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27 August 2012

Graphene applied to vertical InGaN LEDs to boost output power

Researchers in China have applied graphene as transparent conducting layers (TCLs) in vertical light-emitting diodes (VLEDs) made from indium gallium nitride (InGaN) semiconductors [Liancheng Wang et al, Appl. Phys. Lett., vol101, p061102, 2012]. The researchers were based in Beijing at Chinese Academy of Sciences’ Institute of Semiconductors and Tsinghua University.

Although the use of graphene as a TCL has begun to be explored recently, the application has generally been to more traditional lateral LEDs where the nitride epitaxial material remains attached to its sapphire growth substrate. In a lateral LED, the n- and p-type electrodes are on the same side of the device away from the electrically insulating substrate. The current flow path is therefore partly lateral as it flows through the LED to create light emission.

In the new research, the sapphire substrate was removed using a laser lift-off process to allow vertical current flow from n- and p-type electrodes on opposite sides of the LED chip. In theory, such an arrangement could allow much higher-performance devices, although there is some way to go to make such LEDs more competitive.

One particular problem is the blocking of light output by the metal contacts used to deliver current to the devices. This could be improved by current-spreading layers to re-distribute light output away from the contact region using TCLs such as indium tin oxide (ITO) or graphene. One disadvantage of ITO is poor transparency at shorter wavelengths such as those produced by nitride semiconducting devices (blue-UV). Another problem with ITO is the high cost of indium. Graphene has better transparency characteristics but, apart from being more experimental, its electrical conductivity also tends to be lower.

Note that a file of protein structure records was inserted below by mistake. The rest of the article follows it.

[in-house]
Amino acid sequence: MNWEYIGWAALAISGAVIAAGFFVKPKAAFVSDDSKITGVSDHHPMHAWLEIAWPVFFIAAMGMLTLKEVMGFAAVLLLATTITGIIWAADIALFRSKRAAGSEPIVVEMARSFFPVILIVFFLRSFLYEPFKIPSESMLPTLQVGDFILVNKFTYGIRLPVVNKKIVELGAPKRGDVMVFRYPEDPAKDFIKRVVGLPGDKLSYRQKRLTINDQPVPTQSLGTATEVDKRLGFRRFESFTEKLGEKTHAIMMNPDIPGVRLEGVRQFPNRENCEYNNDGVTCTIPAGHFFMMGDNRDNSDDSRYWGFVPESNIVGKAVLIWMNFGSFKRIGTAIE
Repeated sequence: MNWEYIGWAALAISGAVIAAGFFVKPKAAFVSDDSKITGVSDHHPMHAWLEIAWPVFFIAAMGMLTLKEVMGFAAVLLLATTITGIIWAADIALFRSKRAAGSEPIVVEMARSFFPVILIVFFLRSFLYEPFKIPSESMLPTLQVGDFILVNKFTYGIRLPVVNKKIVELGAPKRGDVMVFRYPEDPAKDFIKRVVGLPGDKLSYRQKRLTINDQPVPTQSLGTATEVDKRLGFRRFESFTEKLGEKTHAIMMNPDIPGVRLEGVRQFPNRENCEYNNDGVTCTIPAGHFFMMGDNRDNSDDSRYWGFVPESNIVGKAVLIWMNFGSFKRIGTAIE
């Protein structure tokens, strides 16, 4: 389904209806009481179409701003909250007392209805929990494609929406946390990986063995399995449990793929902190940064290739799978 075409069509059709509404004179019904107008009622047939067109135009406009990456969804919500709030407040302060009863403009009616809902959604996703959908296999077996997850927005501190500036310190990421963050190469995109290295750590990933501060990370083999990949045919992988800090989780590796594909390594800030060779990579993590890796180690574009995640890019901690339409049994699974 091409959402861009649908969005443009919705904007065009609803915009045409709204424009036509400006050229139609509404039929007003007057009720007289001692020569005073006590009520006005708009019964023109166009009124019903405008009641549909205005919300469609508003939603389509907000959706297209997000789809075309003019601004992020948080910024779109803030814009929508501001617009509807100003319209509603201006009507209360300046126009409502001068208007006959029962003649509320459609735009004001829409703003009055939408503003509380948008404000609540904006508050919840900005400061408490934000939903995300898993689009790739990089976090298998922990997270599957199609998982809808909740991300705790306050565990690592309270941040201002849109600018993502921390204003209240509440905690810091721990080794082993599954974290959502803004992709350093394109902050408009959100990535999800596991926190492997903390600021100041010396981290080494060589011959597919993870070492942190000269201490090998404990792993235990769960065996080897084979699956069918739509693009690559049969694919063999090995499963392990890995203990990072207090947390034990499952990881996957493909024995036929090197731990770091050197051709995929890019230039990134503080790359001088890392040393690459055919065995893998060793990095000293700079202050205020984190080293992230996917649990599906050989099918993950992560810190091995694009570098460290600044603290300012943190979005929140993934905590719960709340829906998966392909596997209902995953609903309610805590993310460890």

In the new research, the epitaxial material was grown on sapphire using metal-organic chemical vapor deposition (Figure 1). The u-GaN buffer was 2μm, the n-GaN contact was 5μm, and the p-GaN contact was 0.1μm. The multi-quantum well active region consisted of 10 pairs of 3nm InGaN wells and 7nm GaN barriers.

Figure 1. Schematic diagram of G-VLED fabrication process.

After the epitaxial material was grown, a highly reflective metal was deposited on the p-GaN contact layer, followed by electro-deposited copper. The copper eventually became the substrate of the complete VLED. The original sapphire growth substrate was then removed using the laser lift-off process.

The graphene was grown on copper foil in a chemical vapor deposition (CVD) process. The foil was removed using iron chloride solution and the graphene transferred to the flipped GaN layer of the VLED. After drying, the chromium/platinum/gold n-electrode was applied. The VLED chips were isolated and packaged before testing.

The researchers estimate that the resulting graphene consisted of 6 or 7 monolayers. The transmittance of the film was between 85% and 97% in the 400-800nm wavelength range. This compares with ITO with a transmittance in the same range of around 80%.

The result of using graphene (G-VLED) rather than ITO (R-VLED) is a 25% increase in light output (Figure 2). The researchers comment: “The light output improvement of G-VLEDs can be attributed to the higher conductivity of graphene than that of u-GaN. In addition, due to the injection current-spreading characteristics of graphene, G-VLEDs have relatively uniform current distribution, preventing the current accumulating below the N-electrode.”

Figure 2. (a) Light output intensity versus current curve for G-VLEDs and R-VLEDs. (b) Emission graph of GVLEDs at different injection currents. (c) Current-voltage characteristics of G-VLEDs and R-VLEDs before annealing. (d) Reverse current-voltage curves of G-VLEDs and R-VLEDs before annealing.

At present, the drawback of graphene is higher forward voltage than the ITO TCL devices (9.35V at 1000mA, compared with 8.21V). The source of the problem is that graphene has a higher contact resistance with u-GaN than ITO.

The forward voltage became higher with annealing. From their measurements, the researchers conclude: “Inter-diffusion of metal atoms and Ga atoms during annealing lead to the partially sandwiched graphene structure, which has been demonstrated to be helpful to improve the performance and reliability of G-VLEDs. It is suggested that more attention needs to be paid to the inter-diffusion of metal atoms between metal pads and GaN, especially when graphene films are extensively used in LEDs as transparent electrodes.”

Some improvement in light output was found with annealing due to higher resistance under the n-electrode spreading and increasing the current density away from the n-electrode that blocks light output.

Tags: Graphene Vertical InGaN LEDs


The author Mike Cooke is a freelance technology journalist who has worked in the semiconductor and advanced technology sectors since 1997.

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